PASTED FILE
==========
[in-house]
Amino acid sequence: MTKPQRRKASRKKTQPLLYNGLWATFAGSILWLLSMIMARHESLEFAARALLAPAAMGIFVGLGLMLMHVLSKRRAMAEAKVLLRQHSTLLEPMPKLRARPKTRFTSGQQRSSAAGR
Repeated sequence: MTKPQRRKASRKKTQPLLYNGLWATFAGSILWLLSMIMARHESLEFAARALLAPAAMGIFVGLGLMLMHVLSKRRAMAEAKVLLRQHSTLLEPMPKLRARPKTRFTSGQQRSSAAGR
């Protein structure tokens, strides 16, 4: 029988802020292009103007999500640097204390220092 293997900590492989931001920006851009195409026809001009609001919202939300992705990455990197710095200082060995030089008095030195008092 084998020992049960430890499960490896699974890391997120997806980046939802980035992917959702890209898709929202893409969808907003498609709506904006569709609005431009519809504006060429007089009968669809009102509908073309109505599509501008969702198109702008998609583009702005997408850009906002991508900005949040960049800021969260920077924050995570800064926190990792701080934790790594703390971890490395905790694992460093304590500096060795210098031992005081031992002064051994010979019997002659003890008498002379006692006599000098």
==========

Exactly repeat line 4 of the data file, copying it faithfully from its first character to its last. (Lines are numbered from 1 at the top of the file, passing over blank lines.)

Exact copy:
């Protein structure tokens, strides 16, 4: 029988802020292009103007999500640097204390220092 293997900590492989931001920006851009195409026809001009609001919202939300992705990455990197710095200082060995030089008095030195008092 084998020992049960430890499960490896699974890391997120997806980046939802980035992917959702890209898709929202893409969808907003498609709506904006569709609005431009519809504006060429007089009968669809009102509908073309109505599509501008969702198109702008998609583009702005997408850009906002991508900005949040960049800021969260920077924050995570800064926190990792701080934790790594703390971890490395905790694992460093304590500096060795210098031992005081031992002064051994010979019997002659003890008498002379006692006599000098």